Anthony Martial arrived at Manchester United lugging a fair bit of hype and conjecture. In the late summer of 2015, now a lifetime away in going rates for good footballers, an eye-watering/eyebrow-raising fee for a kid was still being squabbled over as Martial bore down on Martin Škrtel. Surging in from the left wing on his debut against Liverpool, Martial, having replaced Juan Mata midway through the second half, twisted a backpedalling Škrtel outside into the box, ghosted inside nearly undoing himself, and then – relaxed.
Having slalomed through with the ball still at his feet, Martial found himself exactly where he wanted to be: one-on-one with the goalkeeper inside the box, at an angle from the left. From there time stands still: his posture lifts and his body opens up, inviting his right foot to stroke a side-foot finish around the keeper on the floor into the far corner. Which he does with unnerving aplomb. Welcome to Old Trafford, Anthony Martial. Bedlam ensues through sheer relief, after Liverpool had pulled one back two minutes earlier. 3-1, no one can remember exactly how much the fee was. An earworm chant is born rounding up/down the figure.
Martial has scored that goal again a few times since, each instance feeling like the surest thing in the world at that very moment. The gawping wonder at the first is unlikely to be beaten unless it comes in a big final, but watching a player go through on goal and knowing exactly what he’s going to do, the goalkeeper knowing exactly what he’s going to do, and then he does exactly that is still thrilling. Arjen Robben with even more warning.
A genuinely exciting player, Martial carries himself in a serious, focused fashion. There’s a playful side to him too, which you’d expect in your early 20s but which naturally escapes the British press, and that shines through when he’s dovetailing with the other forwards. United fans love him. There’s a lot to love, not least what he could blossom into given the right conditions and application – Martial has the devastating wow factor they’ve missed since Cristiano Ronaldo.
Unfortunately, Martial hasn’t, for whatever reasons, developed any form of consistency in the last three years. Plagued by suggestions of being preoccupied and often getting frustrated with himself when things aren’t just so, the forward is currently enduring another lengthy spell sat on the bench. Fortunately for him, his teammate and mainstay up front, Romelu Lukaku, pulled up injured at home to Arsenal last weekend and an opening has presented itself.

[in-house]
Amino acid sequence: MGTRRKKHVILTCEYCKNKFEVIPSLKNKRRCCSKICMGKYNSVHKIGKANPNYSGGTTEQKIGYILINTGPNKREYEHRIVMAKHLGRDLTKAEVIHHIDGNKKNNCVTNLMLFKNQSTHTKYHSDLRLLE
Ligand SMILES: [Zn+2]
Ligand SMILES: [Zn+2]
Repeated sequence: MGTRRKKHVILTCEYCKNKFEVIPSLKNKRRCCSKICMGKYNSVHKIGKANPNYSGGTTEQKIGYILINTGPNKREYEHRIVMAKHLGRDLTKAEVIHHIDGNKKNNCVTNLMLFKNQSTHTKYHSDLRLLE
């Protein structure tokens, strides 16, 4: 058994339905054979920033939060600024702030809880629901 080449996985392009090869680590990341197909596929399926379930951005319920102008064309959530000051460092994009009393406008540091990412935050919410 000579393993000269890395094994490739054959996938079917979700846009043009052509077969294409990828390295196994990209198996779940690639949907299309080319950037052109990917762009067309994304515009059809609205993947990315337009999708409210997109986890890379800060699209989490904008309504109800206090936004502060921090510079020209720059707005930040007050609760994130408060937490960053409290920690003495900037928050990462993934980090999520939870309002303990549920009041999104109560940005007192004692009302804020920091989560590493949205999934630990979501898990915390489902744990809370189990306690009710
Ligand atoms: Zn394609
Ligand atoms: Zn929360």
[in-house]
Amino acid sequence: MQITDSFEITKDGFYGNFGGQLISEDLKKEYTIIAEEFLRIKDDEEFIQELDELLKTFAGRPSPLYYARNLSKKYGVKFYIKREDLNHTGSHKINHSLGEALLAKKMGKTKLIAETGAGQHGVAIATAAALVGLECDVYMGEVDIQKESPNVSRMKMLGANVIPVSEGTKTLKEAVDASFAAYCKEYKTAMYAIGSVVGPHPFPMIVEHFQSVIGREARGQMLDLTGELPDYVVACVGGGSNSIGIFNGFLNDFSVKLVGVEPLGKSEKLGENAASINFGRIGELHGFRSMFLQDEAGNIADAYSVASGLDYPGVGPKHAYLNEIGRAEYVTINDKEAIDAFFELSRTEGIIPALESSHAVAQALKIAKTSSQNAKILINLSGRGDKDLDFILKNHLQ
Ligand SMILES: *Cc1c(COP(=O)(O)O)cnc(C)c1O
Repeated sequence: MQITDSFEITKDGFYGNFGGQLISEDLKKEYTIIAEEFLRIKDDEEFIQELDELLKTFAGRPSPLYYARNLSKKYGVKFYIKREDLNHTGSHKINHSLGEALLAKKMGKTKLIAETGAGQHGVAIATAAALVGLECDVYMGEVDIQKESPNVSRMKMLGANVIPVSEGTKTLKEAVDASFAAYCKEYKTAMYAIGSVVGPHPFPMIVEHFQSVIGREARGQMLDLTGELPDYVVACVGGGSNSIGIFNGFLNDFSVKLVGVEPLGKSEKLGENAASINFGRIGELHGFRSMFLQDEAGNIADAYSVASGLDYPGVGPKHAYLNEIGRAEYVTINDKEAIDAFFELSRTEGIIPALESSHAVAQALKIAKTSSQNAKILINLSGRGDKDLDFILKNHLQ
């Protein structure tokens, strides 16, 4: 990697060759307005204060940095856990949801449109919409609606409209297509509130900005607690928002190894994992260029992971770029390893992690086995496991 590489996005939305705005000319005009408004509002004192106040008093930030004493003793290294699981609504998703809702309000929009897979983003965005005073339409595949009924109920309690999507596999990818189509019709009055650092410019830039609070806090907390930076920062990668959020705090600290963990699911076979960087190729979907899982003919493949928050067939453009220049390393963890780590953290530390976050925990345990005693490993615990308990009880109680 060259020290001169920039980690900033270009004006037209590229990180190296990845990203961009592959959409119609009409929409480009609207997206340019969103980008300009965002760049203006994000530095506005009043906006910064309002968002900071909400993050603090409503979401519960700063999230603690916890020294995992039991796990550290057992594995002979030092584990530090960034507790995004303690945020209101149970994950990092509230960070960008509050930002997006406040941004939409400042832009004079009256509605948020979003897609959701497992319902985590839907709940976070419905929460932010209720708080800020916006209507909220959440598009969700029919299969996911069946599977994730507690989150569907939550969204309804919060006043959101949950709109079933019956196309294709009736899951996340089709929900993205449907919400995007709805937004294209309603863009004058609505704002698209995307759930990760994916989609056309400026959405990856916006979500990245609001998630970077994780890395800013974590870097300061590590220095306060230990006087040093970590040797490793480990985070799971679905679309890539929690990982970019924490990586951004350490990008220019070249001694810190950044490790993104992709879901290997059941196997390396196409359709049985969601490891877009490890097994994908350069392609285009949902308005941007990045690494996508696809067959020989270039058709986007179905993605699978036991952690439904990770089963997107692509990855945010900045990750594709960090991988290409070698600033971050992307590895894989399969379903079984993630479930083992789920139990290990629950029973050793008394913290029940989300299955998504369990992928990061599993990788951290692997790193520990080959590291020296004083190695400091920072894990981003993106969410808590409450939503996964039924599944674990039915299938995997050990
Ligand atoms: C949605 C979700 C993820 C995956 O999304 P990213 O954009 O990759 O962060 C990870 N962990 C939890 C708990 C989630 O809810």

Alexis Sánchez arriving has confused matters further in an area of pitch formerly shared by Martial and Marcus Rashford. Martial and Rashford made sense, both vying for a start, both probably going to end up as strikers, but in the meantime if one doesn’t get you – the other one will. Sánchez blew this arrangement apart and, furthermore, has been in such risible form until recently that he hasn’t even been risked on the right for fear of breaking the shiny new toy entirely. Meanwhile, and happily, United have seemingly settled on 4-3-3, but only Jesse Lingard and Mata selected to the right of Lukaku. There’s a queue three deep for the left spot with Martial at the back, and he’s too good a player – potential or otherwise – to twiddle his thumbs rather than opposing defenders’ legs.
“Martial would stretch defenders and we would get some superiority on the sides,” José Mourinho said immediately after Arsenal, perhaps a nod to the imminent fixtures without Lukaku. Rashford has tentatively been given a central role in the past with mixed results, but has received significant playing time again under Mourinho this season and can be fairly assured of his future under the manager. Martial pushes Mourinho’s buttons more – not in a good way – adding to the fear they could part ways this summer.
Mourinho has, however, had some success deploying Martial up top, notably against Burnley at Turf Moor this time last year and then again in January at Goodison Park versus Everton. United only need four points from three remaining games in the league to secure second place, and the next two fixtures come away from Old Trafford, which might suit Martial.
For a number of players the next three league games will be telling of their manager’s plans. Ideally Mourinho will want four points minimum from the next two, leaving the final day as a training exercise prior to the FA Cup final. Martial isn’t going to oust a more dynamic Sánchez and a more reliable Rashford, but maybe there are plans afoot to accommodate all three next season. Were Mourinho to simply intimate chances and then snatch them away come matchday, it will not help his cause. The mantra of no player is bigger than the club, and by virtue the manager, shouldn’t waver in this instance. Nevertheless, losing Martial would make even the most pro-Mourinho supporters question his motives, as the boss starts to tackle a third season in which, if progress stalls, many will justifiably lose patience.
Martial took a chance when Zlatan Ibrahimović did his knee. Another year on, Lukaku’s injury is much less severe but the circumstances for Martial are more acute. United fans will be rooting for an amicable outcome for a player they have great affection for, and Martial will have to be given the opportunity – if he gets it, you’d fancy him to take it.